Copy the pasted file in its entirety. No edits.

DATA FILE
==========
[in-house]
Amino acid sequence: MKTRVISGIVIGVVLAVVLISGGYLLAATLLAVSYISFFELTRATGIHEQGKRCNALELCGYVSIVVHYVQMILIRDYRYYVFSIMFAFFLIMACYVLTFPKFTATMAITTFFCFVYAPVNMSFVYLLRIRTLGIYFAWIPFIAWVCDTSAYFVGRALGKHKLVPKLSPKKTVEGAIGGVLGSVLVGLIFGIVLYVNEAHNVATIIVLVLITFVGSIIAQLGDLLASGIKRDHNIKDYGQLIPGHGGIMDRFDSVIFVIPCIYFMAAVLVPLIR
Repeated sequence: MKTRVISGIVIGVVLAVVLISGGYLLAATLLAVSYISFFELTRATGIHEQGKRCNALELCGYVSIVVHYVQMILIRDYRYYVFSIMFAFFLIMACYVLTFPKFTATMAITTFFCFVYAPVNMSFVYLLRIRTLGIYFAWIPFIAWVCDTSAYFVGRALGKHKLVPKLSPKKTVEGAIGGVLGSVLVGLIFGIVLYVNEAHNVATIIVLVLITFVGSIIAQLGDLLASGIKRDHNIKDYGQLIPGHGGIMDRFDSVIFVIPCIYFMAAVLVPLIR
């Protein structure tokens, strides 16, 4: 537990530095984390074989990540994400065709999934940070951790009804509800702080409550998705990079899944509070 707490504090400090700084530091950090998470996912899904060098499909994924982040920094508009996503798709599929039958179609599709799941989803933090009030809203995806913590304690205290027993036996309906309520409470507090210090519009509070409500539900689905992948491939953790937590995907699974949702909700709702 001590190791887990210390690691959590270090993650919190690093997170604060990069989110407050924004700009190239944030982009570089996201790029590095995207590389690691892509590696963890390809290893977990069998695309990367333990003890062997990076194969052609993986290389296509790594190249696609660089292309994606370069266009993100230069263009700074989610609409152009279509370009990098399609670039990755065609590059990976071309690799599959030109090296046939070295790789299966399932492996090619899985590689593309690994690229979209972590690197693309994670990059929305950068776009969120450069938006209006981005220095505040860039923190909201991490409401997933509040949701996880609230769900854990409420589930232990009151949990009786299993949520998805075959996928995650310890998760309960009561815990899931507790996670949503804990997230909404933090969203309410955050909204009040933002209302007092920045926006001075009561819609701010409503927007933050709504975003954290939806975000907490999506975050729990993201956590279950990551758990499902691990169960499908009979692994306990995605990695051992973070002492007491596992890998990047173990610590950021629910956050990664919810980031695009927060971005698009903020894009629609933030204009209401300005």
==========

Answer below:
[in-house]
Amino acid sequence: MKTRVISGIVIGVVLAVVLISGGYLLAATLLAVSYISFFELTRATGIHEQGKRCNALELCGYVSIVVHYVQMILIRDYRYYVFSIMFAFFLIMACYVLTFPKFTATMAITTFFCFVYAPVNMSFVYLLRIRTLGIYFAWIPFIAWVCDTSAYFVGRALGKHKLVPKLSPKKTVEGAIGGVLGSVLVGLIFGIVLYVNEAHNVATIIVLVLITFVGSIIAQLGDLLASGIKRDHNIKDYGQLIPGHGGIMDRFDSVIFVIPCIYFMAAVLVPLIR
Repeated sequence: MKTRVISGIVIGVVLAVVLISGGYLLAATLLAVSYISFFELTRATGIHEQGKRCNALELCGYVSIVVHYVQMILIRDYRYYVFSIMFAFFLIMACYVLTFPKFTATMAITTFFCFVYAPVNMSFVYLLRIRTLGIYFAWIPFIAWVCDTSAYFVGRALGKHKLVPKLSPKKTVEGAIGGVLGSVLVGLIFGIVLYVNEAHNVATIIVLVLITFVGSIIAQLGDLLASGIKRDHNIKDYGQLIPGHGGIMDRFDSVIFVIPCIYFMAAVLVPLIR
């Protein structure tokens, strides 16, 4: 537990530095984390074989990540994400065709999934940070951790009804509800702080409550998705990079899944509070 707490504090400090700084530091950090998470996912899904060098499909994924982040920094508009996503798709599929039958179609599709799941989803933090009030809203995806913590304690205290027993036996309906309520409470507090210090519009509070409500539900689905992948491939953790937590995907699974949702909700709702 001590190791887990210390690691959590270090993650919190690093997170604060990069989110407050924004700009190239944030982009570089996201790029590095995207590389690691892509590696963890390809290893977990069998695309990367333990003890062997990076194969052609993986290389296509790594190249696609660089292309994606370069266009993100230069263009700074989610609409152009279509370009990098399609670039990755065609590059990976071309690799599959030109090296046939070295790789299966399932492996090619899985590689593309690994690229979209972590690197693309994670990059929305950068776009969120450069938006209006981005220095505040860039923190909201991490409401997933509040949701996880609230769900854990409420589930232990009151949990009786299993949520998805075959996928995650310890998760309960009561815990899931507790996670949503804990997230909404933090969203309410955050909204009040933002209302007092920045926006001075009561819609701010409503927007933050709504975003954290939806975000907490999506975050729990993201956590279950990551758990499902691990169960499908009979692994306990995605990695051992973070002492007491596992890998990047173990610590950021629910956050990664919810980031695009927060971005698009903020894009629609933030204009209401300005």